I grew up with radio, and love radio, listening to the radio every day, but these days I don’t own a radio. Well that’s not quite true. The one-size-fits-all nature of integrated modern living means I own several radios crammed into laptops, tablets and phones. But it’s rare for me to plug in a device, crank a dial and tune into the World Service.

However the Hepburn a new DAB from View Quest surprised me in many ways – including how much I wanted to use it. There’s been a resurgence of “vintage” style in recent years (apparently Downton Abbey has helped) most of which leaves me cold but Hepburn have not allowed style to get in the way of substance.

The Hepburn not only features 30 DAB/DAB+ stations and FM radio but also has bluetooth inputs, so you can connect a smartphone or tablet and stream podcasts or music – making it a much more flexible device. There’s in an AUX input around the back so you can have anything you want playing through the back. Confusingly there’s a USB port around the back, that doesn’t appear to support playback and was a little bit inconsistent with regards to which devices it would or wouldn’t charge.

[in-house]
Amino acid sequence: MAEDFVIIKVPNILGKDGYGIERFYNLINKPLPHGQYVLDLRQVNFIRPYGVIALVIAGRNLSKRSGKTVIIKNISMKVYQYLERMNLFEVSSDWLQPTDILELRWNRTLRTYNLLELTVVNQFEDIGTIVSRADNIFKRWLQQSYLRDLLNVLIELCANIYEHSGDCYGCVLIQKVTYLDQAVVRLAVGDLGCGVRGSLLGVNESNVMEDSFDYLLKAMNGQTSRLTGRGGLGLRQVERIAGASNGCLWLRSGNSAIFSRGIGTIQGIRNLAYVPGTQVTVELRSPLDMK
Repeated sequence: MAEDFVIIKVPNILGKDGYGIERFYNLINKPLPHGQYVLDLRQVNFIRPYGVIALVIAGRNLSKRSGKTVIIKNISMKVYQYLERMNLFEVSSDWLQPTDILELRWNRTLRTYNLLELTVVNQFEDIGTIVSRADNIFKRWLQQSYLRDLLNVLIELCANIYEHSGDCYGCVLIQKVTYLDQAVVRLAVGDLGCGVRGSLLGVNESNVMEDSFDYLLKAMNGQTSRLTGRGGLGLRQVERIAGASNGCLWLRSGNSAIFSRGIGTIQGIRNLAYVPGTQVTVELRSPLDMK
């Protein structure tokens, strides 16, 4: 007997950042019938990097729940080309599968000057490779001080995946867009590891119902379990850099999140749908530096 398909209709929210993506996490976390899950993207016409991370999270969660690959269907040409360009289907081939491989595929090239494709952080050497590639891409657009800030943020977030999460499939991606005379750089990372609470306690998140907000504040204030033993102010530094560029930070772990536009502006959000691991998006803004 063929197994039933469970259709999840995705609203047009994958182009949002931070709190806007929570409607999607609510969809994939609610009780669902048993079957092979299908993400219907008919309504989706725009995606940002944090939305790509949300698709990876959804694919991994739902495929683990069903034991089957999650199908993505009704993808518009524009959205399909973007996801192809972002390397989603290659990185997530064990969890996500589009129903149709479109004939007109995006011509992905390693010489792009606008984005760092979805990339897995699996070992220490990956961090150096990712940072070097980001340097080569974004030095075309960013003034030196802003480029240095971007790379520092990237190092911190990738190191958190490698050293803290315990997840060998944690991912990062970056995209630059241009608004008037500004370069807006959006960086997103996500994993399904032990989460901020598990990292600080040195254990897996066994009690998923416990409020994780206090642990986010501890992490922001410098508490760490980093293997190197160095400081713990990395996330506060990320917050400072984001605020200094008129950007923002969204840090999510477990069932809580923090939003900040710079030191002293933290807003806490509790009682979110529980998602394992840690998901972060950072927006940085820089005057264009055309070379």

The styling is pretty swanky, with faux leather and a classic style frame. There’s an LCD panel at the top and a couple of large shiny metal dials that make the magic happen. It’s definitely been a talking point for everyone who has been by my coffee table this week.

The speaker drives are pretty decent for a radio – it’s not a boombox and you’re unlikely to put the Today Programme on blast, but the sound easily fills a room without having to crank it to full volume. If you are primarily looking to have loud bass tunes playing, this is not the radio for you – things tend to distort at full volume, even when you fiddle with the EQ settings. But (and maybe I’m stereotyping) you’re unlikely to have purchased a vintage radio called “Hepburn”.

The Hepburn can be controlled via an app (iOS and Android) that doesn’t quite look as polished as the actual radio but is perfectly functional – you can tune the radios, set alarms and control the bluetooth playback. The built in alarm and timer functionality is handy both for waking up and as a kitchen timer. You can run for up to 25 hours continuous playback on batteries, although you have to use standard batteries – no USB magic.

For £150 it’s a little bit on the pricier side and would be easier to recommend if the speakers were slightly beefier – making it a better all round device. Still, if’s stylish, multi-function and fun to use.

Out now from View Quest